Allowing this development to happen would set a destructive precedent. It could mean that Greenbelt protected lands will be sacrificed when land speculators want to develop them to build expensive homes in sprawl development. The end result would be an ecologically damaged “Swiss cheese” Greenbelt. Accordingly, the Ontario Greenbelt Alliance is urging the Premier to follow the advice of the government’s own Ontario Affordable Housing Task Force and focus efforts on developing affordable housing on lands that have already been designated for development and have the necessary infrastructure in place.
Wetlands at risk
Among other damaging changes, Bill 23 would also overhaul the Ontario Wetland Evaluation System, making it more difficult to designate and protect wetlands as provincially significant. For example, it would no longer recognize species at risk in the evaluation process. Further, many if not most existing wetlands could lose their provincially significant designation and would no longer benefit from a high level of protection.
Wetlands provide myriad benefits that contribute to sustaining human and all other life, such as flood control, water purification and drought mitigation. Their carbon storage and sequestration values also position wetlands as exceptional nature-based climate solutions.
The government is proposing to introduce an offsetting policy to compensate for the loss of wetlands as a result of development. However, over 30 years of experience with wetland offsetting in the United States and Canada clearly demonstrates that offsetting is seldom successful in fully compensating for the loss of wetland area, functions and values.
Local wetland loss
Over 72 percent of historical wetland area has already been lost from southern Ontario, and wetland losses continue to occur across the province. Barry Snider, a Kawartha Lakes resident, has identified numerous wetlands in the Kawarthas that are being converted to farmland. It’s a level of destruction he hasn’t seen in decades.
To do his research, Snider used Google Earth and the time bar feature. He also spent many hours on rural roads searching for backhoes on farms. He confirmed the wetland status of the properties by checking “Make a Map: Natural Heritage Areas” which shows whether a location is an evaluated or mapped wetland. At present, in Eldon, Mariposa, Ops and Emily Townships surrounding Lindsay, he has found 93 areas totalling five square kilometres destroyed in the last 10 to 12 years. Almost all of it has been converted to farmland. These wetlands once drained and tilled are major greenhouse gas emission sites.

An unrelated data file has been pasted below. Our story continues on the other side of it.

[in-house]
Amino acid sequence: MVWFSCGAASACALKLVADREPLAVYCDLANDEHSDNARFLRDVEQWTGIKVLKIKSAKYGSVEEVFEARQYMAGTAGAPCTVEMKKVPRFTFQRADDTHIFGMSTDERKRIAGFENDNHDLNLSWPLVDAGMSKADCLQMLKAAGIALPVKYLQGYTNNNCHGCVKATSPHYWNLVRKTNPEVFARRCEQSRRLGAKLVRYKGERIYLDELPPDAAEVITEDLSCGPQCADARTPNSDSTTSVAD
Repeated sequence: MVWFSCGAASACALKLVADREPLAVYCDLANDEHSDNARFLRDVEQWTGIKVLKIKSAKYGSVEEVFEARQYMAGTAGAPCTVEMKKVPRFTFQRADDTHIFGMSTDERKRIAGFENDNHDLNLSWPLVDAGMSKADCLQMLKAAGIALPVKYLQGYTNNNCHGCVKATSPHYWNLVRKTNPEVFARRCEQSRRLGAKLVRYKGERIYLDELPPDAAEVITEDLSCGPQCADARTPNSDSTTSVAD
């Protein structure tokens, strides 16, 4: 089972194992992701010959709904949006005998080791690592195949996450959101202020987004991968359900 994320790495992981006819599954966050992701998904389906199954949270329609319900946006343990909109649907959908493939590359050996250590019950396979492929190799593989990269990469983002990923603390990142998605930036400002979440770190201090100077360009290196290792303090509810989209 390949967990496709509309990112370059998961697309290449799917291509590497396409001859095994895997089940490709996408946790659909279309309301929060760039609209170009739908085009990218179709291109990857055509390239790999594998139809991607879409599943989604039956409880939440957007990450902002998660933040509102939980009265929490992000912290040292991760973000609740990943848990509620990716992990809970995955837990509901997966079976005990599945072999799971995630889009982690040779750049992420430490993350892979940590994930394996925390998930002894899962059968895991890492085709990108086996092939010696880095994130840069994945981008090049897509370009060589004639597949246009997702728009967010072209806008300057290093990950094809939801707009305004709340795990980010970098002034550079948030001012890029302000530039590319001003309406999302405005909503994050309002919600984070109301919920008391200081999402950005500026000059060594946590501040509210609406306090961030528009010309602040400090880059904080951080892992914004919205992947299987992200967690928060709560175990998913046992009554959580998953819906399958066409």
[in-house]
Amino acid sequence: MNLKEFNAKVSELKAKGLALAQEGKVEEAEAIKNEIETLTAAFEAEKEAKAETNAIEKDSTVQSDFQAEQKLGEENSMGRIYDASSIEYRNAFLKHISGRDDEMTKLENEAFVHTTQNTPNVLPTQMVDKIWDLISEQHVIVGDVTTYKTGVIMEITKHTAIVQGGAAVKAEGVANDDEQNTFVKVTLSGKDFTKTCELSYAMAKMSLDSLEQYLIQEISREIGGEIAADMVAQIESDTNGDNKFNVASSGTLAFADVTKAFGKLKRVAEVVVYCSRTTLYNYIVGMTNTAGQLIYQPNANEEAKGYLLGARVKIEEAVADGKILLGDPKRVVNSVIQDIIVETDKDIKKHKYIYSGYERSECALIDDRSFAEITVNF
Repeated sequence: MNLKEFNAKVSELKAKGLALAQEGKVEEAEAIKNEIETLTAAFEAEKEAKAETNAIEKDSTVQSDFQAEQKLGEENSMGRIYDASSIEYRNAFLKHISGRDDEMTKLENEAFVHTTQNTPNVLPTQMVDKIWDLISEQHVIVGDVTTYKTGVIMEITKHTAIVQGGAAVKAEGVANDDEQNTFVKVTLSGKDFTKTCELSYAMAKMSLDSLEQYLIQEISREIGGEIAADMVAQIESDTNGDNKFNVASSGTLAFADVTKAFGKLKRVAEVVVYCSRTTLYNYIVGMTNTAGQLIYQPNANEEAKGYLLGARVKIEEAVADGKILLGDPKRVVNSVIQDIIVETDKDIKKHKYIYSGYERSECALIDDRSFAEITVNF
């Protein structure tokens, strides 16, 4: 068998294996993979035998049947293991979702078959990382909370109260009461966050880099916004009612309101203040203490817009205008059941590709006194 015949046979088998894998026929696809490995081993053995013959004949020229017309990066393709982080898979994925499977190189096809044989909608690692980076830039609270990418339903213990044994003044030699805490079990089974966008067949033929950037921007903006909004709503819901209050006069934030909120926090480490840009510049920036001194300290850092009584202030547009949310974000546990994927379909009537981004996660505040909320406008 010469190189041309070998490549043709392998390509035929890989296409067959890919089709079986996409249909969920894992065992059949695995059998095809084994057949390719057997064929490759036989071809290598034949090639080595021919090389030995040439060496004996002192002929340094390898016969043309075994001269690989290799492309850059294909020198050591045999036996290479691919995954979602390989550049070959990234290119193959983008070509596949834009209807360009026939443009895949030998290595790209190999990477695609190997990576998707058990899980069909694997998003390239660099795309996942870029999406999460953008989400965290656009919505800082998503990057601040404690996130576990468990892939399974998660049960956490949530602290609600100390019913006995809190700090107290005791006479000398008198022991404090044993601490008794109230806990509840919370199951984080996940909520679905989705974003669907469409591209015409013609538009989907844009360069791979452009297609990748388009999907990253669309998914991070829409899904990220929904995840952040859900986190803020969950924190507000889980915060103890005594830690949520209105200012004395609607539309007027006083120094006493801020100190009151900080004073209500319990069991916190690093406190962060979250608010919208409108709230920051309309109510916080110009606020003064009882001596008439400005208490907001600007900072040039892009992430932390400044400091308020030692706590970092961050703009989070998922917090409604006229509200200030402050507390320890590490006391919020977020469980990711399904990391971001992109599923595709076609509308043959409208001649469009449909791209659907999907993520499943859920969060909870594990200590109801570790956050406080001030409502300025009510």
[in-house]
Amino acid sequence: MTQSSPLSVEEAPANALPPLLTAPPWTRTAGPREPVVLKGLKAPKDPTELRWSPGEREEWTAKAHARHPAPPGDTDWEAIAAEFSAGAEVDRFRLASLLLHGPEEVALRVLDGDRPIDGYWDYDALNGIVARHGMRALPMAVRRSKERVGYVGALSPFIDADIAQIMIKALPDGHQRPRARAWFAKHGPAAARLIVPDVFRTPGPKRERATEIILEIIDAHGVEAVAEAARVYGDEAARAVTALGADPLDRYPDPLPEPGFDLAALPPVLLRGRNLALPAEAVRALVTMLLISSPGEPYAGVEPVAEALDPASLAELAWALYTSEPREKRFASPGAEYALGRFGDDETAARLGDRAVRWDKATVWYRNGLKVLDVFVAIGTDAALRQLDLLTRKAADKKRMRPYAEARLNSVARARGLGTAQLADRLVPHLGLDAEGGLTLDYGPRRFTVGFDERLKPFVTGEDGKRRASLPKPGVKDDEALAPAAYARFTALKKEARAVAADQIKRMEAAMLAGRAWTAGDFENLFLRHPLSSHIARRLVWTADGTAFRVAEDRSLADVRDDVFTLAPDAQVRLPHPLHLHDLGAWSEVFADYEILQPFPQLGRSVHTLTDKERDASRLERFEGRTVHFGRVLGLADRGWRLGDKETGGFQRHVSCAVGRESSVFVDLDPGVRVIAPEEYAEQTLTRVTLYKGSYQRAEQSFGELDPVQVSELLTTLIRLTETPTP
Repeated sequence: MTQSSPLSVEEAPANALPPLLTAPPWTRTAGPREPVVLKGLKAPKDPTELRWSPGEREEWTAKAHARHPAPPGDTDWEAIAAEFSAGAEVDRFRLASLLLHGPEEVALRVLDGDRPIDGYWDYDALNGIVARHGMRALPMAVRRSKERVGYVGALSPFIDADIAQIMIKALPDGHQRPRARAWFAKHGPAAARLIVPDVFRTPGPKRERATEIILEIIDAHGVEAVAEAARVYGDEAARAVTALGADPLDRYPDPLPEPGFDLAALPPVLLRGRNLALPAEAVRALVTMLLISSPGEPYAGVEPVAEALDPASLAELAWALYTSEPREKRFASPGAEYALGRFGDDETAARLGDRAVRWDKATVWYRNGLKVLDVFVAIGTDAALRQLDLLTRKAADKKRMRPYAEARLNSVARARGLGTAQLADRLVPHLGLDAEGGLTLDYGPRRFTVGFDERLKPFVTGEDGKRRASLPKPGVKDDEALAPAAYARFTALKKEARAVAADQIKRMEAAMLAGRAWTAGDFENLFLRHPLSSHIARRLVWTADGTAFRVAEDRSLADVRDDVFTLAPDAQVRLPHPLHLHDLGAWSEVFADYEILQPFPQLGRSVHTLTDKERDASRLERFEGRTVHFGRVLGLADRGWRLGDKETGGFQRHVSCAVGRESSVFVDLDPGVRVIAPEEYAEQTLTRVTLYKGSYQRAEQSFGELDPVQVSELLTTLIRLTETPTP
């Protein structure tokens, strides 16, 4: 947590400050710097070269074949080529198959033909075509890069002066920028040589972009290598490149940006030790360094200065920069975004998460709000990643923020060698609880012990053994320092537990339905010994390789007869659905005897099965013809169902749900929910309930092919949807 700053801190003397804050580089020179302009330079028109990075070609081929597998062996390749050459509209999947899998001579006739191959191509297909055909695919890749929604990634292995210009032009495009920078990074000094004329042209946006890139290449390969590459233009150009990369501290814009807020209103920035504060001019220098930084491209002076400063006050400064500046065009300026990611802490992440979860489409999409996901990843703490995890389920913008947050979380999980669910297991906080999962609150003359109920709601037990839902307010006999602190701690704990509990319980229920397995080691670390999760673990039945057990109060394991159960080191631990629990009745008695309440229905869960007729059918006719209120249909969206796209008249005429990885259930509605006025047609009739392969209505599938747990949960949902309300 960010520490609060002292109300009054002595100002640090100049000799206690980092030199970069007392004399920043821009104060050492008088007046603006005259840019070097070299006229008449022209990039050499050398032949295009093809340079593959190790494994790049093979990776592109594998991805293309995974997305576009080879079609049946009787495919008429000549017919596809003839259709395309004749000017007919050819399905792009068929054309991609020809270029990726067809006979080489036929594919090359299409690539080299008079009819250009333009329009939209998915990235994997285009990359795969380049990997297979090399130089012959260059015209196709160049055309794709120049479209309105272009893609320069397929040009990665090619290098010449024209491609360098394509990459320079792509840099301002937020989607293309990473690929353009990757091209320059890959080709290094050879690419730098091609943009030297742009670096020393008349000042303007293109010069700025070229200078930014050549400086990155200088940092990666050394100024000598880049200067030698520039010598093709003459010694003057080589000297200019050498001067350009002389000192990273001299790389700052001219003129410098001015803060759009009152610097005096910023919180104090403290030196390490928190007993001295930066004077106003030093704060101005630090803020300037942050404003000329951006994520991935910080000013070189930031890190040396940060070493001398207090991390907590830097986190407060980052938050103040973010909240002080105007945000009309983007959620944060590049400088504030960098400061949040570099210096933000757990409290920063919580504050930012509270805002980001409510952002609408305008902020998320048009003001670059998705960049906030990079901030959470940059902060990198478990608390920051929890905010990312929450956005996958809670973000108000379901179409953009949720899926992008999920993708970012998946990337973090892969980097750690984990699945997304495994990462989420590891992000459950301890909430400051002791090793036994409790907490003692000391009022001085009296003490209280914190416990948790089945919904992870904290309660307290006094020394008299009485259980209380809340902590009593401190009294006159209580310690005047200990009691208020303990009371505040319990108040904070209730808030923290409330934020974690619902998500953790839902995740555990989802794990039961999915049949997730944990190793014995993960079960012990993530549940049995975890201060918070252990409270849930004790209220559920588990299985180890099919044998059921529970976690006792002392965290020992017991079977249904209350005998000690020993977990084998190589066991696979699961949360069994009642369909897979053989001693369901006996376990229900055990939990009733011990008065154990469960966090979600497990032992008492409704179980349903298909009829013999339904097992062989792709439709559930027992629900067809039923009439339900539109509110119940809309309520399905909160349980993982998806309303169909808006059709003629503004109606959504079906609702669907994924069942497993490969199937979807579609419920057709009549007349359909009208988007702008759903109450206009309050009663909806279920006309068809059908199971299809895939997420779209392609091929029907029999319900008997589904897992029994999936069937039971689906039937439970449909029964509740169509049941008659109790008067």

One particularly large wetland destruction totalling over 50 acres has happened at Linden Valley Rd. It is mapped as wetland by the MNRF and also as a wetland in Kawartha Conservation mapping. The province has also identified it as part of the provinces Natural Heritage System.
Bill 23 and the accompanying policy changes spell disaster for the farmland and natural areas that sustain us. As Ontario Nature said in its reaction to the legislation, “It is environmental deregulation writ large, premised on the faulty assumptions that there should be no limit to sprawl, that no place should be spared from the bulldozers, and that public input into planning decisions is nothing more than a useless annoyance.”
Clearly, Ontario’s lack of housing needs to be addressed, especially as Canada aims to welcome nearly half a million immigrants every year. However, allowing for more climate change-inducing sprawl does not need to be part of the response.
At the same time, local leaders everywhere, including right here in Peterborough, need to acknowledge that less sprawl means more infill. Planners need to plan for it, and citizens need to reject the NIMBYism – not in my backyard – that makes infilling difficult. All of us who value nature and a healthy climate must be champions of urban densification.
Tomorrow, November 26 from 10 am to noon, there will be a rally at the intersection of Lansdowne and Park Streets to educate the public about Bill 23 and to stand up against it. The participants will draw the attention of drivers and passers by using large signs and chants. People are also asked to wear green clothing, in representation of what we are speaking out for.